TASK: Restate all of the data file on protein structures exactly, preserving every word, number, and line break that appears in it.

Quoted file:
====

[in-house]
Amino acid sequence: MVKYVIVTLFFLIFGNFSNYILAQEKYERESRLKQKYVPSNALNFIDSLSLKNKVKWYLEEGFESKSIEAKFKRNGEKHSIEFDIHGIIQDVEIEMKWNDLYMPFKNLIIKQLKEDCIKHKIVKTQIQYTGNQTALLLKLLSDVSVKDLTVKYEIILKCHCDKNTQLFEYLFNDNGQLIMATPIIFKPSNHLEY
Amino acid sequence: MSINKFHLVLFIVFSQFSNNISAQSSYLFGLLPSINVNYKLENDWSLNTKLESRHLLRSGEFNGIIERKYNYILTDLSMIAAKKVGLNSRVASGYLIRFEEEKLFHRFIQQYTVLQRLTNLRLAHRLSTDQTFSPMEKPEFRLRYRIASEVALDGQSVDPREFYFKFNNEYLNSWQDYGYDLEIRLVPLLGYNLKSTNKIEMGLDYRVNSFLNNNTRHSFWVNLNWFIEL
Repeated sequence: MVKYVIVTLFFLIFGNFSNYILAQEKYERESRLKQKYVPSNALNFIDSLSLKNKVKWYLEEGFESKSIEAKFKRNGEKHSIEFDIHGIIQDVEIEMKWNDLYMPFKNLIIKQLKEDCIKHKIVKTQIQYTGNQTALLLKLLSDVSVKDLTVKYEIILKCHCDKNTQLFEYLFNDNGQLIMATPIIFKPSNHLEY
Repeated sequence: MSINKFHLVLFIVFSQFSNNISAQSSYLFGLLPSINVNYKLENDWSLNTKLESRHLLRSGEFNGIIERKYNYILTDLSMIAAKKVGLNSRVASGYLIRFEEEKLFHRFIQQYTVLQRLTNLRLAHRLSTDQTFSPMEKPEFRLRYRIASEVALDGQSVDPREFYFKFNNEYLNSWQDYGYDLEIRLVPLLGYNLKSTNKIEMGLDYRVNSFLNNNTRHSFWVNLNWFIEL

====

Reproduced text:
[in-house]
Amino acid sequence: MVKYVIVTLFFLIFGNFSNYILAQEKYERESRLKQKYVPSNALNFIDSLSLKNKVKWYLEEGFESKSIEAKFKRNGEKHSIEFDIHGIIQDVEIEMKWNDLYMPFKNLIIKQLKEDCIKHKIVKTQIQYTGNQTALLLKLLSDVSVKDLTVKYEIILKCHCDKNTQLFEYLFNDNGQLIMATPIIFKPSNHLEY
Amino acid sequence: MSINKFHLVLFIVFSQFSNNISAQSSYLFGLLPSINVNYKLENDWSLNTKLESRHLLRSGEFNGIIERKYNYILTDLSMIAAKKVGLNSRVASGYLIRFEEEKLFHRFIQQYTVLQRLTNLRLAHRLSTDQTFSPMEKPEFRLRYRIASEVALDGQSVDPREFYFKFNNEYLNSWQDYGYDLEIRLVPLLGYNLKSTNKIEMGLDYRVNSFLNNNTRHSFWVNLNWFIEL
Repeated sequence: MVKYVIVTLFFLIFGNFSNYILAQEKYERESRLKQKYVPSNALNFIDSLSLKNKVKWYLEEGFESKSIEAKFKRNGEKHSIEFDIHGIIQDVEIEMKWNDLYMPFKNLIIKQLKEDCIKHKIVKTQIQYTGNQTALLLKLLSDVSVKDLTVKYEIILKCHCDKNTQLFEYLFNDNGQLIMATPIIFKPSNHLEY
Repeated sequence: MSINKFHLVLFIVFSQFSNNISAQSSYLFGLLPSINVNYKLENDWSLNTKLESRHLLRSGEFNGIIERKYNYILTDLSMIAAKKVGLNSRVASGYLIRFEEEKLFHRFIQQYTVLQRLTNLRLAHRLSTDQTFSPMEKPEFRLRYRIASEVALDGQSVDPREFYFKFNNEYLNSWQDYGYDLEIRLVPLLGYNLKSTNKIEMGLDYRVNSFLNNNTRHSFWVNLNWFIEL